The Rise of 24-Hour News Television explores the impact of rolling news channels on journalism and democracy
Thursday, July 22, 2010
The Rise of 24-Hour News Television: Global Perspectives
Recently published, The Rise of 24-Hour News Television: Global Perspectives is the first edited collection to explore the genre of 24-hour news television around the world.
Edited by the school’s Professor Justin Lewis and Dr Stephen Cushion the book suggests rolling news channels have pushed broadcasters towards covering more live and breaking stories at the expense of providing more analysis and context.
Released to coincide with the 30th anniversary of CNN, the first dedicated round-the–clock news channel, The Rise of 24-Hour News Television explores the ways in which news channels have reshaped the genre of news and, in a broader sense, the impact they have had on democracy itself.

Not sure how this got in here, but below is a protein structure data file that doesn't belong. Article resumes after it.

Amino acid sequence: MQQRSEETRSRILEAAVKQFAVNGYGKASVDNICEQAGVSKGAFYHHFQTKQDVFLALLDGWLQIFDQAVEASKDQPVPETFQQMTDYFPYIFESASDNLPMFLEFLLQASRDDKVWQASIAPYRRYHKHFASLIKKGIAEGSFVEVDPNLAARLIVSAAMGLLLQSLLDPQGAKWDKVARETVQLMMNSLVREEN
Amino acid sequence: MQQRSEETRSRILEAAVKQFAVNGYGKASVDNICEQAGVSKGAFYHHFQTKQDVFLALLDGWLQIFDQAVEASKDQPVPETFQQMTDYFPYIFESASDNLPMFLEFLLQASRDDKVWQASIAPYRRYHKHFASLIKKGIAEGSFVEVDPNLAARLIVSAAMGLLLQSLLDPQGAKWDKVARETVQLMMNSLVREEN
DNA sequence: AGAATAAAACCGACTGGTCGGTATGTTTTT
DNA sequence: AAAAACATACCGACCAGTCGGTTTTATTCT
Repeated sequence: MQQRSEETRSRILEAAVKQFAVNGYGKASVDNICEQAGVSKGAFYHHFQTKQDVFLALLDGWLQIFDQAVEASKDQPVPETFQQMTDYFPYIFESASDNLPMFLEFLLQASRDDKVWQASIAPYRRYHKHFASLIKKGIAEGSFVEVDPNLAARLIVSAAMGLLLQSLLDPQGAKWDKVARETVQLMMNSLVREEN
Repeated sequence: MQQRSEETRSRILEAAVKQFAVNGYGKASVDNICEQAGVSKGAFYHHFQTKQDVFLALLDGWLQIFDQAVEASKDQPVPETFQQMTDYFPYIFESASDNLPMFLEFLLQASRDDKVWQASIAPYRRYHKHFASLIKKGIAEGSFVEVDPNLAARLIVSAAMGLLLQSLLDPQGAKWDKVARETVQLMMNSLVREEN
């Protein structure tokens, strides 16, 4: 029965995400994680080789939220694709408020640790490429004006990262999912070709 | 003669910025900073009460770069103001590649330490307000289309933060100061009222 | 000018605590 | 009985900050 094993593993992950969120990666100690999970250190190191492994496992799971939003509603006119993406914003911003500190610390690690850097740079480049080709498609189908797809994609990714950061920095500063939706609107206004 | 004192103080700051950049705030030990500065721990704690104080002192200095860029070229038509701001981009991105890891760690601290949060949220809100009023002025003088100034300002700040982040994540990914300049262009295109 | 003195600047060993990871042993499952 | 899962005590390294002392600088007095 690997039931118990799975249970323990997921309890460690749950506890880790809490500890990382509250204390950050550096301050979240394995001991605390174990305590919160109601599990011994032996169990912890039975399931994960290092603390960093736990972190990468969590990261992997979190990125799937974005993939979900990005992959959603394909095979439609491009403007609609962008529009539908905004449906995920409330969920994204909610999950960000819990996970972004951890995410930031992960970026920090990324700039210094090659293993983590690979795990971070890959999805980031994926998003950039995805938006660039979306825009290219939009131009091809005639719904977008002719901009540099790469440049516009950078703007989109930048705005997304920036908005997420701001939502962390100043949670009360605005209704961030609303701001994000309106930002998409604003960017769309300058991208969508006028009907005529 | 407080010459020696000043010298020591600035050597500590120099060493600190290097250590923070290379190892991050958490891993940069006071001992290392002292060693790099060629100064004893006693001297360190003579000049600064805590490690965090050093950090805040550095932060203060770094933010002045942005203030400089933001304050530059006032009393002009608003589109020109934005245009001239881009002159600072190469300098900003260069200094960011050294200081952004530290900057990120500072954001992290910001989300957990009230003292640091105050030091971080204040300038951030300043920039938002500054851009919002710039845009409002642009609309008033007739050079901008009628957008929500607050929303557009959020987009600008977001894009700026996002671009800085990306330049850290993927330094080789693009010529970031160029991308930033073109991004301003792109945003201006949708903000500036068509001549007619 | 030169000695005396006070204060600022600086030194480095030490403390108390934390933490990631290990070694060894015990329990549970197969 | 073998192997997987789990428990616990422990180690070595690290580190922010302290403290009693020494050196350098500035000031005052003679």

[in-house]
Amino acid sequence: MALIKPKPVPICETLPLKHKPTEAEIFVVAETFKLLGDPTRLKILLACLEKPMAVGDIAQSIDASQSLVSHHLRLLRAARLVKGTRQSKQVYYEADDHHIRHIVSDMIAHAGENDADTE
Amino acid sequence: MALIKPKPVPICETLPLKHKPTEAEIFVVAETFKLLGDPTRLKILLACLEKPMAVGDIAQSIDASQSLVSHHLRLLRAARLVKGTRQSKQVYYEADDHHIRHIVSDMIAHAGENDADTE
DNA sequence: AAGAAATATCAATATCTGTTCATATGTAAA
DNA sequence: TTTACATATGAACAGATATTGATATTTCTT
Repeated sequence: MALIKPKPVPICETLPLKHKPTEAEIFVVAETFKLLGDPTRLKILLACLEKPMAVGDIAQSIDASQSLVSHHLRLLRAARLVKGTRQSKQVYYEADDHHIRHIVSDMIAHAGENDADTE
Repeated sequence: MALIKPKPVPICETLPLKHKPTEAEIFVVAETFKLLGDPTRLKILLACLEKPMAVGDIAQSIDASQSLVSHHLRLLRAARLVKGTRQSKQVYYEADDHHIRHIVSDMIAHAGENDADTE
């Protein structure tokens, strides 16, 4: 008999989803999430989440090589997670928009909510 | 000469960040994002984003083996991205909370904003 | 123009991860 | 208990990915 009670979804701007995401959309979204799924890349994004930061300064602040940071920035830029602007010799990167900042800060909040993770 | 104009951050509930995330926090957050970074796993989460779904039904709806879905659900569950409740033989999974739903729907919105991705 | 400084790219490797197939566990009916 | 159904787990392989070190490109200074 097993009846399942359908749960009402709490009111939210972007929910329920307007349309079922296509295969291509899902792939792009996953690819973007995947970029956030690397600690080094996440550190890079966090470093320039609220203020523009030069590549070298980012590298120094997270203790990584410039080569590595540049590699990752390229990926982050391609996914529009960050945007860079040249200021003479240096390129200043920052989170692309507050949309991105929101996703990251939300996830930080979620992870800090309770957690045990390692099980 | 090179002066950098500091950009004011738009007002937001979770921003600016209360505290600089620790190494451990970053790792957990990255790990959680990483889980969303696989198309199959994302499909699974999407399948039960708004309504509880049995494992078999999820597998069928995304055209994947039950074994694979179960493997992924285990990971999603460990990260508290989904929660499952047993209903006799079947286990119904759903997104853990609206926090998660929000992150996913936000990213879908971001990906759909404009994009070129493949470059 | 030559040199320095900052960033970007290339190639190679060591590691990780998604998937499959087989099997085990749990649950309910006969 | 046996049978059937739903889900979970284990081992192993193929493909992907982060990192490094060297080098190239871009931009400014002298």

Through seventeen chapters the regional and national news channels of North and South America, Europe, Australia, China, India and the Middle East are examined by international scholars to provide a global perspective.
Professor Justin Lewis said "In some cases – for example the Arab world – 24-hour news channels have provided a broader range of information than before.
"In other cases – for example in the US and UK – rolling news channels have pushed broadcasters towards covering more live and breaking stories at the expense of providing more analysis and context."
In addressing the competitive relationship between Sky News and the BBC News Channel, Dr Stephen Cushion said "The rolling news effect has moved journalism from the conveyance of factual information to the delivery of live, breaking pictures.
"This raises many questions about the purpose of journalism in the age of 24-hour news."
The Rise of 24-Hour News Television: Global Perspectives is published by Peter Lang.